This exciting mix of criticism and film-making was broken down and expounded upon by Kevin B. Lee, a video essay pioneer and one of our mentors. And while I was already familiar – if not intimately so – with this somewhat fledgling form, the very idea of critiquing, appreciating and engaging with a film by playing with the fabric of the film itself (that is to say the images and sound, not the physical medium) quietly blew my mind.
Perhaps my attraction to the form is borne of the realisation that I am not at all – and do not particularly care to be – a prodigious writer, in addition to my fondness for tinkering around on Adobe Premiere Pro. Having now tried my hand at less than a handful of short video essays, I can say with near certainty that I will not fully forsake the keyboard and pen just yet. Videos essays are their own kind of painstaking.
June 24, 2015 § 1 Comment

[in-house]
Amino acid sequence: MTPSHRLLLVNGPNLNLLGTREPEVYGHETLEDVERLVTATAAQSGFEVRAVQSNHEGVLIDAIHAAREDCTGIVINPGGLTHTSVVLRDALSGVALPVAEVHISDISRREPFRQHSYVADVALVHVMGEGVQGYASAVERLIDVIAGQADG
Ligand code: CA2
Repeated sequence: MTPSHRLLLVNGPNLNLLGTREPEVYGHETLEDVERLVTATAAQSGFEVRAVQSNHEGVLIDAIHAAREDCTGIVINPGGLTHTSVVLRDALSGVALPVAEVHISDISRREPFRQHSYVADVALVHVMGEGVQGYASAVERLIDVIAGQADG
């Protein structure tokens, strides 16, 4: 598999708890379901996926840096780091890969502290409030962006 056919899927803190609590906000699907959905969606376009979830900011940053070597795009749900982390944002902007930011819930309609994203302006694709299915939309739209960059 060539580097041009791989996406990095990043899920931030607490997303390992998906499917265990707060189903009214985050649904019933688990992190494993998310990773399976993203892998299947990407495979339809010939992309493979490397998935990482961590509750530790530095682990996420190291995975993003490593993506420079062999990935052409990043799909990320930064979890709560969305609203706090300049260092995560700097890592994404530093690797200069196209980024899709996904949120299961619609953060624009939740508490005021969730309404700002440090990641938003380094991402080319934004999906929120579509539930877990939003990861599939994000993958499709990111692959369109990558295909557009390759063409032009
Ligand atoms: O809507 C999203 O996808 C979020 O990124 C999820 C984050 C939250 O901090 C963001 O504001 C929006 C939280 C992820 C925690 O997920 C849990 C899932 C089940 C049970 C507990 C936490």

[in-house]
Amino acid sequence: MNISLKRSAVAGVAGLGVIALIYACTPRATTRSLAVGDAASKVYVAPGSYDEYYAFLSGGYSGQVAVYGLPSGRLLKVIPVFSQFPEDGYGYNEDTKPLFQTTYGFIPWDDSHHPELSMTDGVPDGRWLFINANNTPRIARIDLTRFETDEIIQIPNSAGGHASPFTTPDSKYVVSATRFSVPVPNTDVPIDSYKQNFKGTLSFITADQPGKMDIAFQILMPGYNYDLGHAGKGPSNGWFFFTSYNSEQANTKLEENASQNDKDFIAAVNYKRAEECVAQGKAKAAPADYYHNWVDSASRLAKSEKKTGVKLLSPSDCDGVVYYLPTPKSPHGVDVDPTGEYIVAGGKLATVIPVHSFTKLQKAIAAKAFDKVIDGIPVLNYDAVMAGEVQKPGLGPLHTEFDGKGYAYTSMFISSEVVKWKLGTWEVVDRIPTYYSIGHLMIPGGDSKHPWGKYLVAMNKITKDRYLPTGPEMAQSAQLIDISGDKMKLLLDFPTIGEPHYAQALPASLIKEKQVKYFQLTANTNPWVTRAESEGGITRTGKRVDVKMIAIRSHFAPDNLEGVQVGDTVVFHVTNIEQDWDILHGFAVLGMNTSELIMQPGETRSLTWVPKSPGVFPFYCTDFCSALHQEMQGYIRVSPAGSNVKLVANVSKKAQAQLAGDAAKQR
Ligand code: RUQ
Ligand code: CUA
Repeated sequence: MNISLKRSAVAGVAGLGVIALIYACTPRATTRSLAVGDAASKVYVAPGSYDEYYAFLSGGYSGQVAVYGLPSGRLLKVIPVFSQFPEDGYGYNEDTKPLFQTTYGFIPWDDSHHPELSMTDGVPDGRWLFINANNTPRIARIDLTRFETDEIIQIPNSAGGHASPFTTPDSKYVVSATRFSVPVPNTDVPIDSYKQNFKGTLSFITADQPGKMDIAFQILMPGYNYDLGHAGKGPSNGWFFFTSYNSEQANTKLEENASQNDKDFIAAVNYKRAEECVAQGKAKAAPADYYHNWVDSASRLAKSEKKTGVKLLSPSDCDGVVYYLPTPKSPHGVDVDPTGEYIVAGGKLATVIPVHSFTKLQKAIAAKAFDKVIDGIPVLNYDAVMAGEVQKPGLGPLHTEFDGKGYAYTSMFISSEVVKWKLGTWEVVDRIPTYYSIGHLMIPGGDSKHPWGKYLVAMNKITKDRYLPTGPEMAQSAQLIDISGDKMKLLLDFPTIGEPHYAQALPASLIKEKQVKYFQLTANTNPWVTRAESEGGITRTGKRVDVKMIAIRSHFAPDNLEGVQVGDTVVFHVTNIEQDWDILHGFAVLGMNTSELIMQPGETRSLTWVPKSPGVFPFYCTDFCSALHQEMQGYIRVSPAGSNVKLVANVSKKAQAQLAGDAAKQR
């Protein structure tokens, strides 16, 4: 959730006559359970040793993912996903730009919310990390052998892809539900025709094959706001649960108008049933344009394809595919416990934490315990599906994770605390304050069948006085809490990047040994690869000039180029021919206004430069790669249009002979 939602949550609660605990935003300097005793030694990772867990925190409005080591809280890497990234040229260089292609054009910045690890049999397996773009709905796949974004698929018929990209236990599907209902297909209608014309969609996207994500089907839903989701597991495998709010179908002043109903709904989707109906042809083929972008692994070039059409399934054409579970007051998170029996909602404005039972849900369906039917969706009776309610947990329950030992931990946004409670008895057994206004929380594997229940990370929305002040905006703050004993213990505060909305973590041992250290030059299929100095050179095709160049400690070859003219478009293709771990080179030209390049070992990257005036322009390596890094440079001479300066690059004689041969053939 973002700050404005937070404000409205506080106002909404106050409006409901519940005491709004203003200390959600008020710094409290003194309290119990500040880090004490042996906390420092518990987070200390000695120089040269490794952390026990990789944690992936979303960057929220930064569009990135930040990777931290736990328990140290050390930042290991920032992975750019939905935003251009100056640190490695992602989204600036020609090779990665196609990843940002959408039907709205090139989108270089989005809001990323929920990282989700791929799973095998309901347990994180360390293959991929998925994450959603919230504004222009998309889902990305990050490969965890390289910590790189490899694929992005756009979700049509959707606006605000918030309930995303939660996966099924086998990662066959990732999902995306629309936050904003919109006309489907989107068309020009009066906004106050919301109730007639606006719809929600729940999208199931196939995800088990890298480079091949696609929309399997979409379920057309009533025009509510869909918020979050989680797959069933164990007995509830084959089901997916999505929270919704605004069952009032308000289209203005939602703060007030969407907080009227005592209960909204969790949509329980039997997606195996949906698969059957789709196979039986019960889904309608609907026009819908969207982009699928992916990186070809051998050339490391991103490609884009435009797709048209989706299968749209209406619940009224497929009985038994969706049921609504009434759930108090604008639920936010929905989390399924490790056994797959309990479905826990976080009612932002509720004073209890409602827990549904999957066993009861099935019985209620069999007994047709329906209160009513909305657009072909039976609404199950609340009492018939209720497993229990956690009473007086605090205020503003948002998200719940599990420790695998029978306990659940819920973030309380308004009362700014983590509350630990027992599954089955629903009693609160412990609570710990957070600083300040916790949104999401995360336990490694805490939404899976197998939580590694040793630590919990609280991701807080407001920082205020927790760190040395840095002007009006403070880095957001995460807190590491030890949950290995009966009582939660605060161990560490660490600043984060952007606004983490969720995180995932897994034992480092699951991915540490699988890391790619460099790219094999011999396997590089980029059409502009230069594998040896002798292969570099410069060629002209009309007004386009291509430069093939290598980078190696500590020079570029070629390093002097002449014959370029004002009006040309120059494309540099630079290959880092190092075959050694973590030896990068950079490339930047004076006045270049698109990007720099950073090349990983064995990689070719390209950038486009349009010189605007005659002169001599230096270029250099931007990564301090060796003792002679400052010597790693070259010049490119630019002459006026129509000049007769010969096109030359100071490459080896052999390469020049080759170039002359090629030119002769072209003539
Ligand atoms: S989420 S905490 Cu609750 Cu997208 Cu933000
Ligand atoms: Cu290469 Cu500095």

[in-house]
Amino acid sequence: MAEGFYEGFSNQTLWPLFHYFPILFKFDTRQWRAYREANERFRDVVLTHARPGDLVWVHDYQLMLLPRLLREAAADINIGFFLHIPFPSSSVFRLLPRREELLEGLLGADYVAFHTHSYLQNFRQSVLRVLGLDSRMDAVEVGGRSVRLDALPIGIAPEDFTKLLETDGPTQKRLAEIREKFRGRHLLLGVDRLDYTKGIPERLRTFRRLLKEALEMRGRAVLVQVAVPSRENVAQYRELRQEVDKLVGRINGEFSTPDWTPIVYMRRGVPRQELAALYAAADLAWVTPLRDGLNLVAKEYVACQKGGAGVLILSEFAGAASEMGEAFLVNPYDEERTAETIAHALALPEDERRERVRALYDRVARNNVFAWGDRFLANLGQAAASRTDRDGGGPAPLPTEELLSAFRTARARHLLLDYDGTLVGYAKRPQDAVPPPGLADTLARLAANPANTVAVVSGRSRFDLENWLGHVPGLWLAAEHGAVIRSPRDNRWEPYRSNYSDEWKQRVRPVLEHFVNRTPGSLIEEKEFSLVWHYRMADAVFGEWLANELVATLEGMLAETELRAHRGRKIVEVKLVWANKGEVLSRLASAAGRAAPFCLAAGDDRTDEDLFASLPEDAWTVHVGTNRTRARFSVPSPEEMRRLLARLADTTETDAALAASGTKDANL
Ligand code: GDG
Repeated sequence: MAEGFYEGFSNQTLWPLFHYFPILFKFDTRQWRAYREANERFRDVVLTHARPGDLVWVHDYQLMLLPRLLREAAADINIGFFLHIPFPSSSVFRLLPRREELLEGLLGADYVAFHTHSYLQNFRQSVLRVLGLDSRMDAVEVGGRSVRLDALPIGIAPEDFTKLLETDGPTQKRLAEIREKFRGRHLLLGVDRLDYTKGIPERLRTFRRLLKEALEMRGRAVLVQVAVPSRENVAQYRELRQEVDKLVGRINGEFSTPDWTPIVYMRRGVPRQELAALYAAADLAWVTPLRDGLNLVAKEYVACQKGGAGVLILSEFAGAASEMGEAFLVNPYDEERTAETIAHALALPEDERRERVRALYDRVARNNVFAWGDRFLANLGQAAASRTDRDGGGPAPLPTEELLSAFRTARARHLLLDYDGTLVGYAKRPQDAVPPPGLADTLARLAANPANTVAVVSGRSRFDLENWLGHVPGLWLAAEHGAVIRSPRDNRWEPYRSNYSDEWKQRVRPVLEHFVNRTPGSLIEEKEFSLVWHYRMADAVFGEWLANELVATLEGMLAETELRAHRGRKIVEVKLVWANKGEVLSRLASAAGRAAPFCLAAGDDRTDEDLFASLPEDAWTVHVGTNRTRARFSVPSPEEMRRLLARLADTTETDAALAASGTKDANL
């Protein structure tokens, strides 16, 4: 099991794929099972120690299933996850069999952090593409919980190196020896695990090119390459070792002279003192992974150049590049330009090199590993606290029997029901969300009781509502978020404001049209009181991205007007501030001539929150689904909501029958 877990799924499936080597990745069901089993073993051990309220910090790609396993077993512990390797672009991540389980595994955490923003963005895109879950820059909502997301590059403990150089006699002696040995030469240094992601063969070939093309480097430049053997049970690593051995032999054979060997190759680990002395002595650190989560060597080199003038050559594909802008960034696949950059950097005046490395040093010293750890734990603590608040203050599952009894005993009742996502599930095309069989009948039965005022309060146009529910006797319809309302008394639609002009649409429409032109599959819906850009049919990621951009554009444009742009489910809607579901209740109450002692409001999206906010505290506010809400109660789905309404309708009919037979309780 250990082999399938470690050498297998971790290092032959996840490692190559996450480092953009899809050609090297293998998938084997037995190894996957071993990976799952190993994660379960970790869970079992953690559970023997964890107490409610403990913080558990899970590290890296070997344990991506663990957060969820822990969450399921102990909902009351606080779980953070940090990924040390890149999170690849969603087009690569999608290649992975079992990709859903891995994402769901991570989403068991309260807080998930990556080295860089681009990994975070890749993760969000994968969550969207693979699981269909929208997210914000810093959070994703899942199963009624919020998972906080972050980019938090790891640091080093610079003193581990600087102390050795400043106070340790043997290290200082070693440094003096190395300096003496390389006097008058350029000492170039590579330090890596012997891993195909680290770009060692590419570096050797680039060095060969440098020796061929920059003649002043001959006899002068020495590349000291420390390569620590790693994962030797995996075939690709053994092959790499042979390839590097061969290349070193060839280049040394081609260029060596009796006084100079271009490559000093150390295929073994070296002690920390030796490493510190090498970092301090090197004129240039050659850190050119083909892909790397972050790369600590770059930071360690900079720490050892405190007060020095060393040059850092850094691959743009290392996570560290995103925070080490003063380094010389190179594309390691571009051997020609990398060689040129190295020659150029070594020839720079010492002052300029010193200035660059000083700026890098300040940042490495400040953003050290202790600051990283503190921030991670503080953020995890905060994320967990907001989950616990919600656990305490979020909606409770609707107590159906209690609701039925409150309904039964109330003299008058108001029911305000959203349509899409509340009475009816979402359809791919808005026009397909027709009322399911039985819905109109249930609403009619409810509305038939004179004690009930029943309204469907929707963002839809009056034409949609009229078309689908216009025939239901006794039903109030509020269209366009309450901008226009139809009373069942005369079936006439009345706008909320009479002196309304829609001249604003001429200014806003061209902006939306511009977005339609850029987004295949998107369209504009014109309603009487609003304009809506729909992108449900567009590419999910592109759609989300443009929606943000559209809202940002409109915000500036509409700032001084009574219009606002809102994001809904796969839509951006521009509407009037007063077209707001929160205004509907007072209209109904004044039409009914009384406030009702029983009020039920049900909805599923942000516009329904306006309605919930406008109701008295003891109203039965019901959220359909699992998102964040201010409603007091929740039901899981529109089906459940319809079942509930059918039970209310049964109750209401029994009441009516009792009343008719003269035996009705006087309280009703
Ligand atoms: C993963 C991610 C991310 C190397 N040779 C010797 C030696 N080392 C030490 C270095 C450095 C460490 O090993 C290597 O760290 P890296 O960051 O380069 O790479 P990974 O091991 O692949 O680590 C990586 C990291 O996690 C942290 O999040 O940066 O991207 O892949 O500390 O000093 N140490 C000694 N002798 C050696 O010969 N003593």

One can only imagine how Bamako plays to viewers who have never lived anywhere in Africa, or rather, those who do not feel that it is their place to level candid criticisms at the continent and its people for fear of being accused of western paternalism or much worse. But for someone born and raised in the ‘Motherland’ – generally speaking, of course – Mauritanian-born filmmaker Abderrahmane Sissako’s breakthrough 2006 picture, which is to say the one which positioned him squarely on the world (festival) stage and in the sights of discerning cinephiles hungry for new voices, is one whose greatness almost trips over itself before becoming evident. Weirdly reminiscent of a Robert Altman picture with its wandering approach to largish ensembles in which subsets of characters don’t necessarily interact while being nonetheless engaged in a kind of meta-textual conversation with one another by virtue of their being in the same narrative universe, Bamako takes place in the titular Malian town which also happens to be Sissako’s home turf and is basically centred around an imaginary court case: plaintiff, debt-ridden Africa; defendant, The World Bank, the IMF, ‘The West’ and all other purported contributors to Africa’s fiscal woes. Staged in – of all places – the actual courtyard of Sissako’s father’s house, the proceedings establish an interesting, Kiorastami-like interface between fiction and non-fiction as characters wax and spar polemically about the political and economic state of the African continent at the time of filming, which is no less relevant now than it was nine odd years ago. As these impassioned – sometimes detrimentally so – rants fly out from the screen, life goes on both within the courtyard (yes, there’s a bit of a pun here that needs to be acknowledged) and within the homes that form its walls, though always in the shadow of something greater and elusively oppressive. It must be said that the form that this film adopts is a most uncanny distillatory representation of Africa’s contradictory nature, which is to say that it is a scatterplot mix of pre and post-colonial, western and non-western, impassioned and apathetic, hopeful and demoralised, humorous and not at all amusing, sexy and just plain daggy, all swirled into one heady, dysfunctional yet lively soup. But the compositional richness of Bamako is not simply a visual pleasure. It registers – in these eyes – as a subliminal explanation of why it is that Africa may find it so hard to hold its own in a global society which may admittedly not be quite as charitable as it makes out to be. The image of women and men of the law in full robed garb, seated in a dusty outdoor makeshift court through which people blithely waltz without much thought for the possible disrespectfulness of their actions is one such example of Sissako’s concurrent skewering and celebration of the absurdity that can be and often is startlingly true of modern African society. But despite the very obvious playfulness of the movie – playful to the point of featuring a seemingly pointless film-within-a-film called Death in Timbuktu, a “Sahara Western” so to speak (as opposed to Spaghetti Western) featuring Danny Glover of all people – and the bubbling undertones of intellectual indignation and rage, Bamako is at heart a gently sombre work. However peripheral they may appear in the face of the rhetorical bluster of the court/deposition scenes, the quiet moments of ordinary townsfolk mourning lost love, lost lives and an unknown/unknowable tomorrow, and the fantastic musical sequences featuring emotionally hypnotic local songstress Melé (Aïssa Maïga) as she takes to the stage of a Bamako bar…it is these which seem to speak with more clarity, elegance and fire than the many oratories designed to equally heat up the soul. It’s as if Sissako, in attempting to fashion an erudite exploration of post-millennial (West) Africa and its myriad economic issues, settles on the milder, more humanist (though no less radical) notion that the viability of the African continent depends less on its dealings with a potentially dishonest wider world and more on a commitment to dealing honestly with itself.